Seven Best Hopes for a Drug to Fight Ebola

The following press release went out on November 6th, 2014:

Ebola is expected to infect 1.4 million people by January 2015. Out of the first 9200 people infected, 4500, or 49% have died. There are currently 13,500 cases. Pharmaceutical companies and governments are joining forces in a massive global effort to contain and defeat the current outbreak. Here are seven drugs, all in experimental stages, with the best chances of succeeding:

  1. The Livestock Vaccine (VSV-EBOV). This vaccine uses a virus found in livestock modified to include part of the gene from the Ebola virus. It’s Canadian, but licensed to NewLink Genetics of Iowa who will have up to 12 million doses of the vaccine ready by April. Testing in monkeys gave encouraging results. Human testing began in October 2014. “Due to the sheer volume of shots that could be available quickly, this is our best hope to beat down this disease the fastest,” says Dr. Stephen Shrewsbury, author of Defy Your DNA: How the New Gene Patch Personalized Medicines Will Help You Overcome Your Greatest Health Challenges (10 Finger Press/2013).
  2. The Big Pharma Vaccine (GlaxoSmithKline’s Unnamed Shot)-UK’s GSK bought Swiss biotech company Okairos which came with their Ebola vaccine. With GSK’s financial muscle behind it, testing has been accelerated and human studies begun. “Single dose trials deliver quick results so we’ll know if this vaccine works soon,” says Shrewsbury. GSK is betting on it and is making 10,000 doses of the vaccine for healthcare workers in West Africa.
  3. The Double Header (Johnson & Johnson’s Unnamed Vaccine) – 600 volunteers will be given two shots – one, developed by J & J, to get their immune system ready for action, and the second, by Bavarian Nordic, to increase its responsiveness. The shots in humans may be given at two week increments, though in animal trials the wait was two months. J & J is investing $200 million in this approach.
  4. The Gene Patch (TKM-Ebola) – Tekmira’s product blocks the message that comes from the DNA of Ebola so it can no longer hijack the human host cell and multiply. This allows the immune system of the infected individual to defeat the virus. Tekmira, of Vancouver, Canada has been working with the US Department of Defense and started human testing in early 2014. They had already shown encouraging results in primates, turning 100% fatality into 80% survival. Limited amounts of their drug will be available by December 2014. “In the long-term,” says Shrewsbury, “this gene patch might be the most useful of all these drugs as it will be the most stable, portable and given before or after exposure.” Sarepta, another gene patch company performed safety testing of their drug in humans in 2011, with encouraging results.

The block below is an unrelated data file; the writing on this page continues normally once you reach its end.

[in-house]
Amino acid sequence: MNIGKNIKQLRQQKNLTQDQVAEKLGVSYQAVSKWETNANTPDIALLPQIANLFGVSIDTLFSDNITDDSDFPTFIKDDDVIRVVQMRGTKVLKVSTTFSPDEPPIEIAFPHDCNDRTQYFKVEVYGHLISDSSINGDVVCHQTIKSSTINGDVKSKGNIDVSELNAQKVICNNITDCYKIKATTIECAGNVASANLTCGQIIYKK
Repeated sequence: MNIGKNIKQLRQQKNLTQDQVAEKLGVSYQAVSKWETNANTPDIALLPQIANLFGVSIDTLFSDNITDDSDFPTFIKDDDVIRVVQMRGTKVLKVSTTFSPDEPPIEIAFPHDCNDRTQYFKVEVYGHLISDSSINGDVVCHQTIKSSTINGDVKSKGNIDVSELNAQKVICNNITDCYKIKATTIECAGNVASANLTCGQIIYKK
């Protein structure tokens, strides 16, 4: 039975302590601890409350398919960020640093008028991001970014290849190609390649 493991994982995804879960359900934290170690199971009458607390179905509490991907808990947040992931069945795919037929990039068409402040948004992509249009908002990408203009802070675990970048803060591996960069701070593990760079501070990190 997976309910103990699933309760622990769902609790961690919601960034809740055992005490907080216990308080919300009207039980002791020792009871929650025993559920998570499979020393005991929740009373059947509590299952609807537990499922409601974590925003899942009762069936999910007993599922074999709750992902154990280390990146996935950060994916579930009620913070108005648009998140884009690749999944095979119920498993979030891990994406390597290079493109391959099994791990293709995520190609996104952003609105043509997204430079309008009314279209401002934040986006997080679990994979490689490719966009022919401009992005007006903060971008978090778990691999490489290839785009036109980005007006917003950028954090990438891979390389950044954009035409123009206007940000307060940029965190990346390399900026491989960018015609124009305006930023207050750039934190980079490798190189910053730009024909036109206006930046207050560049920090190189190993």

5. The Small Molecule (Brincidofovir). Recently the FDA gave permission for this antiviral “small molecule” drug from Chimerix, to be given to patients with Ebola. Dallas patient Thomas Eric Duncan died after using this drug. Doctors Without Borders plans on trying this drug in West Africa ASAP without doing a double blind study.
  6. The Flu Shot (Avigan – favipiravir) –Fujifilm of Japan’s anti-flu vaccine stops viral genes from reproducing and may work the same way on Ebola. Though this drug is at an early stage, Doctors Without Borders is planning on trying it right away, too. If it works, Fujifilm says it can quickly manufacture the drugs in massive quantities. It currently has 20,000 doses available. A French nurse treated with the drug recovered from Ebola.
  7. The Tobacco (ZMapp) – This vaccine is a combination of three monoclonal antibodies made by genetically modified tobacco plants. Two were developed by Canada’s National Microbiology Laboratory, and the third comes from the US Army Research Institute of Infectious Disease, Mapp Biopharmaceuticals of San Diego licensed the drug and offered it to both US healthcare workers who were treating Ebola victims in Liberia. Both were isolated and treated at Atlanta’s Emory University Hospital, and both survived their Ebola infections. However, out of a total of seven people given the drug, two died.